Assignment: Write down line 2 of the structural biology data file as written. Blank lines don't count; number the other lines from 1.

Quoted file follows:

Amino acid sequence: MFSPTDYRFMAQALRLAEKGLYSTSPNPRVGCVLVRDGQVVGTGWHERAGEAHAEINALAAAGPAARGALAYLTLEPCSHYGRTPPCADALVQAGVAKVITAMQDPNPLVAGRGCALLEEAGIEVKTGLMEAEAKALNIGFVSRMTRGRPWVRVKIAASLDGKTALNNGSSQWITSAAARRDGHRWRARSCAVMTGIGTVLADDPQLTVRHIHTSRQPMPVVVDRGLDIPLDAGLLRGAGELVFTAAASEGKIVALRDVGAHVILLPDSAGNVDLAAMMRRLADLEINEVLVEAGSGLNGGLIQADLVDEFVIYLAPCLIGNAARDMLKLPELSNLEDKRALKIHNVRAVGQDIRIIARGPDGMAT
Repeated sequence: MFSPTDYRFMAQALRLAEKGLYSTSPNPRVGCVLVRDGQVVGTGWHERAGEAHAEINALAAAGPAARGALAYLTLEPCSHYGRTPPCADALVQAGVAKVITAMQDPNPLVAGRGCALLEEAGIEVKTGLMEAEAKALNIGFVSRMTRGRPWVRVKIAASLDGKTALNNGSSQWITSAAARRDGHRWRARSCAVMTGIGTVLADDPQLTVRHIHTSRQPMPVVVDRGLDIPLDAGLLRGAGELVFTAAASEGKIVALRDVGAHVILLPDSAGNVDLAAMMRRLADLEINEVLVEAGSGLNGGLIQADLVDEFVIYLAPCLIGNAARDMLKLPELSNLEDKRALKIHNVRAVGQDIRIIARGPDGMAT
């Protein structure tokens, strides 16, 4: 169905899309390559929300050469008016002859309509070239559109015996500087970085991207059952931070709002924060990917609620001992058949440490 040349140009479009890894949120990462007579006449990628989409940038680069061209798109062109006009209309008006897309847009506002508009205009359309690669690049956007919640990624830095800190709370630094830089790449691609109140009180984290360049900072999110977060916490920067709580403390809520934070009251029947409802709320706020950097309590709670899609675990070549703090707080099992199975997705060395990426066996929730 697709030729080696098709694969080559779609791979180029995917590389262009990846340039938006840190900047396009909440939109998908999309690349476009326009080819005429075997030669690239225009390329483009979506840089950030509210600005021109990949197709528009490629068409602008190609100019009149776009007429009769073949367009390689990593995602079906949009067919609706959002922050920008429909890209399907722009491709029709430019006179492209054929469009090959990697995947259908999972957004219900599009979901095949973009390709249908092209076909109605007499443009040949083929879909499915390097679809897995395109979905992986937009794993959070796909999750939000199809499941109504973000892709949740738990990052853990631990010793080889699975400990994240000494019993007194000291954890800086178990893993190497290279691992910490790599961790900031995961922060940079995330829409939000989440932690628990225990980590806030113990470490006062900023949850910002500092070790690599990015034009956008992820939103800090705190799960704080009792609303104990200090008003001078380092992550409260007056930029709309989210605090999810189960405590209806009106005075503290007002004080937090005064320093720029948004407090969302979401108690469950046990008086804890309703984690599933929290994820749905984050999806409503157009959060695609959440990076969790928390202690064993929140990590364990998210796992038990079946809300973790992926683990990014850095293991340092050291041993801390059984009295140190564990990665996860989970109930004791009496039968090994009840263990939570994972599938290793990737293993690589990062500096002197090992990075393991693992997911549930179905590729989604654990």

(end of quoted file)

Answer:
Repeated sequence: MFSPTDYRFMAQALRLAEKGLYSTSPNPRVGCVLVRDGQVVGTGWHERAGEAHAEINALAAAGPAARGALAYLTLEPCSHYGRTPPCADALVQAGVAKVITAMQDPNPLVAGRGCALLEEAGIEVKTGLMEAEAKALNIGFVSRMTRGRPWVRVKIAASLDGKTALNNGSSQWITSAAARRDGHRWRARSCAVMTGIGTVLADDPQLTVRHIHTSRQPMPVVVDRGLDIPLDAGLLRGAGELVFTAAASEGKIVALRDVGAHVILLPDSAGNVDLAAMMRRLADLEINEVLVEAGSGLNGGLIQADLVDEFVIYLAPCLIGNAARDMLKLPELSNLEDKRALKIHNVRAVGQDIRIIARGPDGMAT